• $20 million one-time Prop 98 GF for a High-Skilled Careers Grant program that incentivizes public-private partnerships that prepare students in grades 9 to 14 for the high-skill fields of education and early education; science, technology, engineering, and mathematics (STEM); and healthcare.
  • An increase of $8.8 million one-time GF to support 2 additional years of free online job training and educational upskilling programs available through local public libraries.
  • $60 million GF over 3-years for the CA Workforce Development Board’s Low Carbon Economy Workforce grant program as part of California Climate Investments, a statewide initiative that puts billions of cap-and-trade dollars to work with the goal of reducing greenhouse gas emissions, strengthening the economy, and improving public health and the environment—particularly in underserved communities.
  • $10 million to expand earn-and-learn pathways for community college students through the California Youth Leadership Corps (CYLC), a new statewide partnership between the Labor Agency, the Community Learning Partnership, select community colleges, local nonprofits, and community partners. Launched in 2021, CYLC seeks to prepare youth paid low incomes – including youth of color, opportunity youth, and immigrant youth – for community change careers in public/community health, clean energy planning/development, leadership, and social change. CYLC’s works to offer courses that lead to a postsecondary credential, provide; student support and mentoring; as well as paid internships. While CYLC focuses largely on community college students ages 18-24, students who are over the age of 24 may also participate including DACA recipients.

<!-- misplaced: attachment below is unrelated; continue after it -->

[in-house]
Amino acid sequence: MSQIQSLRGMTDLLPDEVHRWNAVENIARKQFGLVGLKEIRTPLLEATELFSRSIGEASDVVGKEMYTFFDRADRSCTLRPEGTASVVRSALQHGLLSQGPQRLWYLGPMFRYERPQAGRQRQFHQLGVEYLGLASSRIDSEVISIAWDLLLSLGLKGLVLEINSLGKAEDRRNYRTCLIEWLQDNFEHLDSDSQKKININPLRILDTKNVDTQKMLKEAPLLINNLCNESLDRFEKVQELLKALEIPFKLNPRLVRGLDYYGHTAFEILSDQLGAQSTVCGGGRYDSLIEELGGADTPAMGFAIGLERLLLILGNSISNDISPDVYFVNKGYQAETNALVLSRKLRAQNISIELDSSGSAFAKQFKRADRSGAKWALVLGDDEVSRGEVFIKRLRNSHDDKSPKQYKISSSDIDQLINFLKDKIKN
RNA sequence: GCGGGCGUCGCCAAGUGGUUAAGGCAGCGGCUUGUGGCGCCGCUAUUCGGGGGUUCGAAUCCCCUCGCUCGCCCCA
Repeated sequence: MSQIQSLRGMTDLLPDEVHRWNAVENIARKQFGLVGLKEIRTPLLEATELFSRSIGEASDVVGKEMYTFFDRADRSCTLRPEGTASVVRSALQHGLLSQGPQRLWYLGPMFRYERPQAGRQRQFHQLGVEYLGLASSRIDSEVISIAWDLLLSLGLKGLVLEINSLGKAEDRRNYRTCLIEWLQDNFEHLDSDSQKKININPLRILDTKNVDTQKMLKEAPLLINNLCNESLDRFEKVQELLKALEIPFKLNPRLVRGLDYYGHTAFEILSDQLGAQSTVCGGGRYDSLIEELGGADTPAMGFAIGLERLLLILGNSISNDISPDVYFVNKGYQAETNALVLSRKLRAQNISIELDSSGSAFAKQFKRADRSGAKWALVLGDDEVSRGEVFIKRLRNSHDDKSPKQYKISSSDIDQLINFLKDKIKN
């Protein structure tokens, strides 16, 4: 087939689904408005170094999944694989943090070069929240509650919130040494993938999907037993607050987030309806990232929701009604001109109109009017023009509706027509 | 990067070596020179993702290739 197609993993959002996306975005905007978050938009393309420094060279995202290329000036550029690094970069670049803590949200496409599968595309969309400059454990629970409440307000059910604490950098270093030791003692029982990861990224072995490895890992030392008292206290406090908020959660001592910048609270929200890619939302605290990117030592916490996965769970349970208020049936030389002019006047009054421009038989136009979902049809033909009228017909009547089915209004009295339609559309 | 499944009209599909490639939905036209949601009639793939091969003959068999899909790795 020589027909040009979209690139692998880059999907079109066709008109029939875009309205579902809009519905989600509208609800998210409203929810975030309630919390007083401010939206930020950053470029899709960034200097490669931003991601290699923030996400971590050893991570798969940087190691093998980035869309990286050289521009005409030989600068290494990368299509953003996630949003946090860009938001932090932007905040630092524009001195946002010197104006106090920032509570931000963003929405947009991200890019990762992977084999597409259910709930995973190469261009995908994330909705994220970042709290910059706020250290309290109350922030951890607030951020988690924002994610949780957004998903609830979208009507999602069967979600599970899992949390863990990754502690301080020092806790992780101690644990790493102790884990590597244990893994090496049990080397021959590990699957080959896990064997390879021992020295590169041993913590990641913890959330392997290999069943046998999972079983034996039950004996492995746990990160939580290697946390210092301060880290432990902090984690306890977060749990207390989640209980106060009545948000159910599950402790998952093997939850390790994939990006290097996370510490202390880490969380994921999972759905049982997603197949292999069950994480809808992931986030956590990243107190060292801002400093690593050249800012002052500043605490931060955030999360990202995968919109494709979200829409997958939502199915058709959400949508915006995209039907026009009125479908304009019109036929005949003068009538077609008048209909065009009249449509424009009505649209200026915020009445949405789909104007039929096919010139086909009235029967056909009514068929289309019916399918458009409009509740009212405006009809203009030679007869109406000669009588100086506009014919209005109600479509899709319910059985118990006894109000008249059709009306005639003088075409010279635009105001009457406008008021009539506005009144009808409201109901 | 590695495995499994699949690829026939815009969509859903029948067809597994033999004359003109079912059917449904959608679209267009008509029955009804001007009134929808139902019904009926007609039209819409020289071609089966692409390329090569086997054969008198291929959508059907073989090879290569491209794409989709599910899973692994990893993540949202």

• $20 million GF from 2022-23 through 2024-25 to provide targeted training for Emergency Medical Technicians.

Supporting California’s Businesses and the Economy

From the start of the pandemic, not only have working Californians suffered but also businesses across the state. Employers have been forced to lay off employees and shut down operations indefinitely. EDGE appreciates the Governor’s ongoing commitment to support the business community with critical financial resources to help them sustain their workforce and remain open.

  • $40 million one-time GF to waive filing fees for all new businesses registering with the State of California.
  • $150 million one-time GF COVID Relief Grant Program for Small Businesses – providing support for small businesses who were previously waitlisted in prior rounds of the state’s grant program.
  • $11.6 million GF in 2022-23, and $500,000 annually thereafter, for GO-Biz to support statewide coordination for immigrant integration through enhanced services for immigrant communities at the state and local level, and support for economic development activities, including at the California-Mexico border.